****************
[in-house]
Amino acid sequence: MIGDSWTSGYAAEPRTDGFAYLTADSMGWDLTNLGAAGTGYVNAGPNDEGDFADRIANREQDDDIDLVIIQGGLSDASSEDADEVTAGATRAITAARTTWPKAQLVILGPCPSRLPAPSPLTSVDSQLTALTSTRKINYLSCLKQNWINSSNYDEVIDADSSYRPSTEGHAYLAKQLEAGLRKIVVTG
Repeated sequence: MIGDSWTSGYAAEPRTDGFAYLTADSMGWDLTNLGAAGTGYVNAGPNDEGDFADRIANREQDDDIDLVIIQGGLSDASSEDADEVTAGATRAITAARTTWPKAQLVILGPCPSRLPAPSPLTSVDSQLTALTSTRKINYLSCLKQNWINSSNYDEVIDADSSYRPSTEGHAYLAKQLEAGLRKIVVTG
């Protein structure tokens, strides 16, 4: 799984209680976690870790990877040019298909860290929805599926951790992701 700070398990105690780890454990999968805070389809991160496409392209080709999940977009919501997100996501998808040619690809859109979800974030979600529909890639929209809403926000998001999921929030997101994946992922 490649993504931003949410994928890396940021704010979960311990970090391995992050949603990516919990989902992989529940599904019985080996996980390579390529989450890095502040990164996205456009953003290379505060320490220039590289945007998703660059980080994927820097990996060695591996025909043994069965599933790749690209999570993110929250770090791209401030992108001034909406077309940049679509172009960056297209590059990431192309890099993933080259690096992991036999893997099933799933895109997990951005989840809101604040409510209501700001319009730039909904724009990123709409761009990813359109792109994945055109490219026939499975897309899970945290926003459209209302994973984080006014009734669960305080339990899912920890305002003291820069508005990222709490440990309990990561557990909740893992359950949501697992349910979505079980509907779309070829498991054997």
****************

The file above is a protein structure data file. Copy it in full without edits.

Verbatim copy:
[in-house]
Amino acid sequence: MIGDSWTSGYAAEPRTDGFAYLTADSMGWDLTNLGAAGTGYVNAGPNDEGDFADRIANREQDDDIDLVIIQGGLSDASSEDADEVTAGATRAITAARTTWPKAQLVILGPCPSRLPAPSPLTSVDSQLTALTSTRKINYLSCLKQNWINSSNYDEVIDADSSYRPSTEGHAYLAKQLEAGLRKIVVTG
Repeated sequence: MIGDSWTSGYAAEPRTDGFAYLTADSMGWDLTNLGAAGTGYVNAGPNDEGDFADRIANREQDDDIDLVIIQGGLSDASSEDADEVTAGATRAITAARTTWPKAQLVILGPCPSRLPAPSPLTSVDSQLTALTSTRKINYLSCLKQNWINSSNYDEVIDADSSYRPSTEGHAYLAKQLEAGLRKIVVTG
């Protein structure tokens, strides 16, 4: 799984209680976690870790990877040019298909860290929805599926951790992701 700070398990105690780890454990999968805070389809991160496409392209080709999940977009919501997100996501998808040619690809859109979800974030979600529909890639929209809403926000998001999921929030997101994946992922 490649993504931003949410994928890396940021704010979960311990970090391995992050949603990516919990989902992989529940599904019985080996996980390579390529989450890095502040990164996205456009953003290379505060320490220039590289945007998703660059980080994927820097990996060695591996025909043994069965599933790749690209999570993110929250770090791209401030992108001034909406077309940049679509172009960056297209590059990431192309890099993933080259690096992991036999893997099933799933895109997990951005989840809101604040409510209501700001319009730039909904724009990123709409761009990813359109792109994945055109490219026939499975897309899970945290926003459209209302994973984080006014009734669960305080339990899912920890305002003291820069508005990222709490440990309990990561557990909740893992359950949501697992349910979505079980509907779309070829498991054997």